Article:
United States and Pakistan Persuade Strong Ties, Sources Said
September 4, 2021
According to a number of leaked documents to the press, two key concerns are trying to lose a nuclear-armed country to China and experiencing no influence over the Taliban preclude the Biden administration from moving further away from Pakistan. On Friday, Politico, a news outlet covering the US capital, released a report on recent communicating entities between Washington and Islamabad.
According to the report, the messages also show that “the Biden government is quietly pressuring Pakistan to collaborate in combating terrorist groups such as ISIS and Al Qaeda in the aftermath of the Taliban takeover of Afghanistan.” According to the messages, the US regards Pakistan as a “nation with ties to the Taliban in Afghanistan whose collaboration in combating terrorism can be beneficial.” It is also a nuclear nation that American leaders would tend to favor not to lose entirely too Chinese influence”.
The communications between the Washington and Islamabad “indicate that the two governments have been far from lock – step on the road ahead, even to this day that the US has withdrawn its forces from Afghanistan,” according to Politico. In one conversation with a US authority, Pakistan’s Ambassador Asad Majeed Khan emerged to cast doubt on reports that the Taliban were holding out retaliatory attacks in Afghanistan.
Ambassador Khan told US officials that the Afghan Taliban “were not attempting to find retaliation, and in fact they were going home to home to guarantee Afghans that there would be no revenge attacks,” citing Pakistani “ground observations.” The State Department’s Ervin Massinga, on the other hand, stated that “he has already seen claims to the contrary and aspirations the Taliban do not take revenge.”
Among the leaked information and messages from the US Embassy in Islamabad to Washington, stating that they were “hindered by the Afghan refugee situation” and pursuing advice on dealing with the situation. Mr. Massinga and Ambassador Khan met on August 26, the same day that 170 Afghans and 13 US troops were killed in a bombing at Kabul International Airport. Officials in the US have accused the attack on the militant IS group, which is viewed as a rival to the Afghan Taliban.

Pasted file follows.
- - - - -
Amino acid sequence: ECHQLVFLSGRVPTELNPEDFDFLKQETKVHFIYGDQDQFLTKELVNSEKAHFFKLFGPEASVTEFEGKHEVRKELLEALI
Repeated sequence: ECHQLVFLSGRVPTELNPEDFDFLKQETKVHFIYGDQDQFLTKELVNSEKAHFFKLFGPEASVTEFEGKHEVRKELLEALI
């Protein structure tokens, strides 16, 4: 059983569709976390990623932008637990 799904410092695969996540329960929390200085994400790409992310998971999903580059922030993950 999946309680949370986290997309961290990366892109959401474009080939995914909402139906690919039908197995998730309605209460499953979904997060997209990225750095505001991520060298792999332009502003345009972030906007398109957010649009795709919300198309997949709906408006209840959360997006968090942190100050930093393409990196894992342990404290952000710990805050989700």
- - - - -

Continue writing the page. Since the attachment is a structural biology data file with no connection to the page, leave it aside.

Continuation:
According to an official account of the meeting, Ambassador Khan expressed deepest sympathies and provided the use of Pakistani healthcare facilities. However, the US official recommended that Pakistan could assist on other fronts. “While recognizing the tragedy, Mr. Massinga emphasized Pakistan and the US shared interest in identifying ISIS and Al Qaeda.” In response, Ambassador Khan stated that “ISIS was a common threat for both the Taliban and ISIS.”
According to the meeting notes, Mr. Massinga voiced support to Pakistan for its assistance in getting evacuees out of Afghanistan. The transcripts obtained by POLITICO did not indicate what Pakistan was already doing. However, at one point during the conversation, Ambassador “Khan indicated that the Pakistani government would also praise public recognition for the country’s support on the evacuation front.” Blinken thanked several countries for their assistance in the evacuations in Aug. 20 statement, but did not mention Pakistan.
Mr. Khan also stated that “the Taliban were not stopping any third country nationals from getting to the Kabul airport but recognized there were some issues with Afghans getting through control points,” in addition to inquiry reports of Taliban retaliation. Mr. Khan also emphasized Pakistan’s “attempt in pushing the Taliban (while admitting it was becoming increasingly difficult to track down them) to shape an inclusive regime in Kabul.” A separate message derived by POLITICO includes an Aug. 28 mentioned as an “urgent request for guidelines” on how to handle “a rapidly growing number of applications to help Afghans in Pakistan” who were or assumed to be qualified for relocation to the US.